If you’re starting a new business, one of the most important jobs you have is to pick a commercial space that will suit your company best. Commercial leasing can be quite complicated, but here are some helpful questions you can ask yourself to ensure everything is in order when it comes time to finalize your lease.
- Do I fully understand my lease? The lease for your new commercial space might be long and intimidating, but you need to make time to read it thoroughly. Make sure you understand what all of the key terms mentioned mean, and never hesitate to ask for clarification on anything you aren’t completely certain about.
- Did I negotiate well? Negotiation is possible on different parts of your lease. If you are unhappy about specific terms, you can negotiate to have things altered as long as both parties come to an agreement.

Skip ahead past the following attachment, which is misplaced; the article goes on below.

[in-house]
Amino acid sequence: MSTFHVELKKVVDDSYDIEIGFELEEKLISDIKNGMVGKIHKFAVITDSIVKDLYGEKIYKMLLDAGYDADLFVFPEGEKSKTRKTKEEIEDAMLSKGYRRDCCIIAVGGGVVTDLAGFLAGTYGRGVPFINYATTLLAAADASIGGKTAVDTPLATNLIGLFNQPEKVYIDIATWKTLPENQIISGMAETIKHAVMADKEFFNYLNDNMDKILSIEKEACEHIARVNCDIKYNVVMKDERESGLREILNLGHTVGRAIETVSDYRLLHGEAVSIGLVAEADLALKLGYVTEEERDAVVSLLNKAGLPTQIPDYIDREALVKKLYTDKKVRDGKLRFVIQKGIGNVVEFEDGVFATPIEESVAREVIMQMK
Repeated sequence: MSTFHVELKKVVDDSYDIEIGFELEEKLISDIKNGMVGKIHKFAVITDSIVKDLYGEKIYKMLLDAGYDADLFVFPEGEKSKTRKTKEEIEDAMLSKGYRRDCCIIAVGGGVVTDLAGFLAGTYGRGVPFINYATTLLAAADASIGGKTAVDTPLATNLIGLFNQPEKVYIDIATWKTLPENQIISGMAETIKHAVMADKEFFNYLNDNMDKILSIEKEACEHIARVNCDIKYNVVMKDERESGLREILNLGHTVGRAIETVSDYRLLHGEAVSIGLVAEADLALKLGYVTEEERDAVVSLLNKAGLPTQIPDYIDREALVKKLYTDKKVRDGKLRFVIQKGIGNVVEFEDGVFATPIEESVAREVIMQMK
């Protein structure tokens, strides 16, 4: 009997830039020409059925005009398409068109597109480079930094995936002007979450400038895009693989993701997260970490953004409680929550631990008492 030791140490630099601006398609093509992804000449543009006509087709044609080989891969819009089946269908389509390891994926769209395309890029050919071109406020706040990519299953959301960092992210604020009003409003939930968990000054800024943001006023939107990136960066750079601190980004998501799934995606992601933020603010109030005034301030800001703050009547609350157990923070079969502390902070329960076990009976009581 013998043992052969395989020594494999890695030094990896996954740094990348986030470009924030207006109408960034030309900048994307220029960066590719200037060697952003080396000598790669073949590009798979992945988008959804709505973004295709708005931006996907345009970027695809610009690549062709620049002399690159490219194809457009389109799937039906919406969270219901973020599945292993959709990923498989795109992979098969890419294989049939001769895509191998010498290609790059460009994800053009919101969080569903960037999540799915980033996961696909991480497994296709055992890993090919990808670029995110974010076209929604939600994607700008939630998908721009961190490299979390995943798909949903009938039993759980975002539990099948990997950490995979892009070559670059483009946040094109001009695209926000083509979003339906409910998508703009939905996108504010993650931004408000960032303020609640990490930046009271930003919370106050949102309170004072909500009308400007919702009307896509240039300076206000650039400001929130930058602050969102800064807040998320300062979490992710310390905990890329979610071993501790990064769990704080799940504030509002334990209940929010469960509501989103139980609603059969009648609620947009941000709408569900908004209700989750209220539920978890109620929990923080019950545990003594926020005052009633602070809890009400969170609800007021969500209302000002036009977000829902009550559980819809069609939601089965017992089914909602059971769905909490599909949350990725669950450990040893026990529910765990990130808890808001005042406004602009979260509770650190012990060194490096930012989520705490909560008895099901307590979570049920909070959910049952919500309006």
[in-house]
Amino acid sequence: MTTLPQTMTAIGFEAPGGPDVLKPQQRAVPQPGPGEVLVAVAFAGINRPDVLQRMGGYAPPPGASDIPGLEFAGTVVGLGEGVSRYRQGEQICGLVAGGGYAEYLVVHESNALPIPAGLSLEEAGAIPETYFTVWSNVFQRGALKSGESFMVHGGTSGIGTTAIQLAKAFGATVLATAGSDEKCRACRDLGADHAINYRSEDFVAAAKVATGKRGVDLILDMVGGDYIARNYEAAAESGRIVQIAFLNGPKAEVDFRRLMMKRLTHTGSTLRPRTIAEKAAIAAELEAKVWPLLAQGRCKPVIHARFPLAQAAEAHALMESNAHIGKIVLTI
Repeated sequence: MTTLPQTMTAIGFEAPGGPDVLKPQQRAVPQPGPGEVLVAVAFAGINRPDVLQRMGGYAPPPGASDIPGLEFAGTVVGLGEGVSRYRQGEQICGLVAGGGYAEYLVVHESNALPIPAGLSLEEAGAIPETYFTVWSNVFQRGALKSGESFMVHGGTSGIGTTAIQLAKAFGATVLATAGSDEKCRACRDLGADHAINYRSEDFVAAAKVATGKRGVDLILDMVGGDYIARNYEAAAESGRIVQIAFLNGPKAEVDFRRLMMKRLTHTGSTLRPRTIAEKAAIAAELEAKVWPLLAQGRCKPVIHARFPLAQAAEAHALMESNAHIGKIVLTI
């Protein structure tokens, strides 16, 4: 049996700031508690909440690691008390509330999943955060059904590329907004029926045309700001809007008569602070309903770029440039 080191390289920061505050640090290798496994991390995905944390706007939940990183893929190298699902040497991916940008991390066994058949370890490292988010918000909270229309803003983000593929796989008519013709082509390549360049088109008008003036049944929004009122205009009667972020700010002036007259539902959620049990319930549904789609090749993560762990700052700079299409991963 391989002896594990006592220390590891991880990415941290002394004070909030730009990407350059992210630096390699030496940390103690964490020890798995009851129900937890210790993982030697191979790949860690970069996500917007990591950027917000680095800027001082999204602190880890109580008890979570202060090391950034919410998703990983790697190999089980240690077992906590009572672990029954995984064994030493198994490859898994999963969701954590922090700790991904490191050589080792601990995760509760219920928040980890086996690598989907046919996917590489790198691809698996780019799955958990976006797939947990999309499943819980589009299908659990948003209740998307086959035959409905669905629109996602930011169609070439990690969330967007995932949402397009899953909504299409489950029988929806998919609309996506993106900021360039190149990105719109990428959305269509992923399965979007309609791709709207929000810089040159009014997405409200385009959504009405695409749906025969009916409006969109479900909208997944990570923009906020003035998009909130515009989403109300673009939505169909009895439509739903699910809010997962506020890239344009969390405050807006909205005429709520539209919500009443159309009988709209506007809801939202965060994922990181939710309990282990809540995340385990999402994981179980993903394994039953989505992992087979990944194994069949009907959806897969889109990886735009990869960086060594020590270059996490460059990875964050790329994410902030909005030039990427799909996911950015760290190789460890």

- Do I know what CAM is? CAM stands for Common Area Maintenance. You’ll likely be allocated a specific percentage of CAM you are responsible for based on the amount of space you are renting in the commercial building. The CAM section of your lease can be one of the most confusing parts, so it’s best to read it carefully to get a full understanding of it.
- What are Capital Expenditures? Capital expenditures commonly refer to the major structural features of the building in which your leased space resides. This can include the building’s foundation, roof, and HVAC system. It’s best to avoid buildings that put the responsibility for these large items on the tenants of the building.
- Is subletting an option? If you sell your business or need to move to a new location before your lease terms are up, you may or may not be allowed to sublet the space to someone else for the remainder of your lease. It’s important to know whether or not this is an option for you before signing.
- What is an Arbitration Clause? The arbitration clause is one that states that both parties to the lease agree to settle any disputes that may arise with arbitration instead of litigation. In other words, disputes will be settled out of court. Read your lease contract to understand if the clause is mandatory and know your rights in selecting an arbitrator should the need arise.